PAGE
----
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Pressure Distribution Measurements on the MK 13-1, 13-2, and 13-2A Torpedoes

Levy, Joseph (1944) Pressure Distribution Measurements on the MK 13-1, 13-2, and 13-2A Torpedoes. California Institute of Technology , Pasadena, CA. (Unpublished)

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This report includes measurements of the pressure distribution on the body of the Mk 13 torpedo, Modifications 1, 2, and 2A, and shows the effects of variations in yaw and pitch angle, velocity, and static pressure (i.e., submergence). The measurements were made without propellers. The main objective of the investigation was to determine whether or not the depth control mechanism is actuated by true hydrostatic pressure and to determine, if possible, the cause of the erratic depth-keeping behavior of these torpedoes. In addition, the pressure data is applied to discussing the depth and roll recorder performance, to checking cavitation characteristics, and to evaluating forces and moments acting on the projectile. The important observations and conclusions are presented in the following summary: 1. The pressure on the surface of the torpedo equals the static pressure of the undisturbed water (P = P_0) at two positions, one on the nose and one on the afterbody (Figure 8). Between these two stations (approximately 82% of the body length), the pressure is below static. 2. The position for P = P_0 on the afterbody depends on the proximity of the fins, being slightly farther forward near the fins (Figure 22, Station 19). 3. The position for P = P_0 on the afterbody is only slightly affected by yaw or pitch angles up to 3° (Figures 17 and 18). 4. The measure pressure distributions are unaffected by changes in velocity or static pressure (Figure 23). 5. The existing location of the pressure intake for the immersion gear gives a pressure lower than hydrostatic and causes the torpedo to ride below set depth. 6. True hydrostatic pressure, independent of velocity and small yaw or pitch angles, will be obtained if the immersion gear hydrostat is connect to points midway between the tail fins and about 23" ahead of the tip of the tail. 7. The depth and roll recorder is so located in the exercise head that it is subject to a pressure lower than true hydrostatic and too shallow a depth is recorded. Unfortunately, it is possible for the recorder to indicate the depth to be the set depth when the torpedo rides low, as described in Item 5 above. 8. Since there is no satisfactory location in the exercise head where a pressure connection will give P = = P_0, it is recommended that the included pressure data base used to estimate corrections for application to the recorder in its existing location. 9. Form drag and moment coefficients calculated from pressure distribution data are about 15% higher than given by Water Tunnel measurements while the calculated cross force is 27% lower than measured. 10. The K values for the inception of cavitation on the projectile nose as obtained by actual observation and by prediction from the pressure measurements are in good agreement. It should be noted that these tests were made with the standard fin tail without a shroud ring and some of the above conclusions (particularly Item 6), cannot be expected to apply when the ring is added. Additional measurements with a ring tail are being made.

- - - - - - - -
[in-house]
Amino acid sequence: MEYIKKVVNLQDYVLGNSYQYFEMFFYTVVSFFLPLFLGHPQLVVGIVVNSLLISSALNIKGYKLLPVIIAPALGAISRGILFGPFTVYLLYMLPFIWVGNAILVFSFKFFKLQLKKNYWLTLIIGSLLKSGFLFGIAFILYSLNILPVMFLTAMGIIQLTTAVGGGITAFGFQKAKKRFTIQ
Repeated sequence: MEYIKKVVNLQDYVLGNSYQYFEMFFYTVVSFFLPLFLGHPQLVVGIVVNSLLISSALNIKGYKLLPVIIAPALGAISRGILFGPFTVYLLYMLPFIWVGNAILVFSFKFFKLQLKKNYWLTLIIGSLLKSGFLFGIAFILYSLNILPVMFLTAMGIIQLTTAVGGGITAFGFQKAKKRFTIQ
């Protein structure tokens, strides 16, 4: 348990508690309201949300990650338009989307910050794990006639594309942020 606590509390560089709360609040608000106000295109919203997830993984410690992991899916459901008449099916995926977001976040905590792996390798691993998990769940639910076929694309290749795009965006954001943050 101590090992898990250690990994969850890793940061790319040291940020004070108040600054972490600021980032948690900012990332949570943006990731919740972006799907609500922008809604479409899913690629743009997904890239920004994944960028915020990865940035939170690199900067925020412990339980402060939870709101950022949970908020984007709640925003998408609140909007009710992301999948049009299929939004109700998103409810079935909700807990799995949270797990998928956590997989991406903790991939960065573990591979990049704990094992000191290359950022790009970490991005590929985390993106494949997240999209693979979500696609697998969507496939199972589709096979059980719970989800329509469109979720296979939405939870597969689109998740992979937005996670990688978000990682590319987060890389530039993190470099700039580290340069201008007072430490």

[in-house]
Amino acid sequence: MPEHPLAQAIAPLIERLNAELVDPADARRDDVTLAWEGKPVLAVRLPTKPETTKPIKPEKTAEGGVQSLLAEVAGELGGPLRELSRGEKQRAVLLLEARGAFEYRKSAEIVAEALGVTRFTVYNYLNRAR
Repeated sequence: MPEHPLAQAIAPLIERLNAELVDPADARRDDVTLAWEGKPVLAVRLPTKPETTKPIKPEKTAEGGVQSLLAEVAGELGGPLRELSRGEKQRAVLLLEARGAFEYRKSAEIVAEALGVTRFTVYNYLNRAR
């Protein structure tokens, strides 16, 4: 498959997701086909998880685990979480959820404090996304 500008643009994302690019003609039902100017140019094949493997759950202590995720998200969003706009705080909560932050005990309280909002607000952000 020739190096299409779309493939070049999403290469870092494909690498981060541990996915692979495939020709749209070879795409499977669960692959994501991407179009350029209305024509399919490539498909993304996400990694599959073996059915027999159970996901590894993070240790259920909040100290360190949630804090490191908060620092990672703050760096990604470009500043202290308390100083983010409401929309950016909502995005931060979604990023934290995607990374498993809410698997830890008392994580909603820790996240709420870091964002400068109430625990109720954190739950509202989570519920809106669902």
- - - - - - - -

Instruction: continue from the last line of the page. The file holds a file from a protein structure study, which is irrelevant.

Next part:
Item Type:Report or Paper (Technical Report)
Additional Information:Office of Scientific Research & Development National Defense Research Committee. Division Six-Section 6.1. Section No 6.1 Sr 207-1643 ND 15.3.
Group:Hydrodynamics Laboratory
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Other Numbering System NameOther Numbering System ID
Hydrodynamics LaboratoryND-15.3
Record Number:CaltechAUTHORS:20150722-145341491
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Usage Policy:No commercial reproduction, distribution, display or performance rights in this work are provided.
ID Code:58988
Deposited On:22 Jul 2015 22:20
Last Modified:03 Oct 2019 08:42

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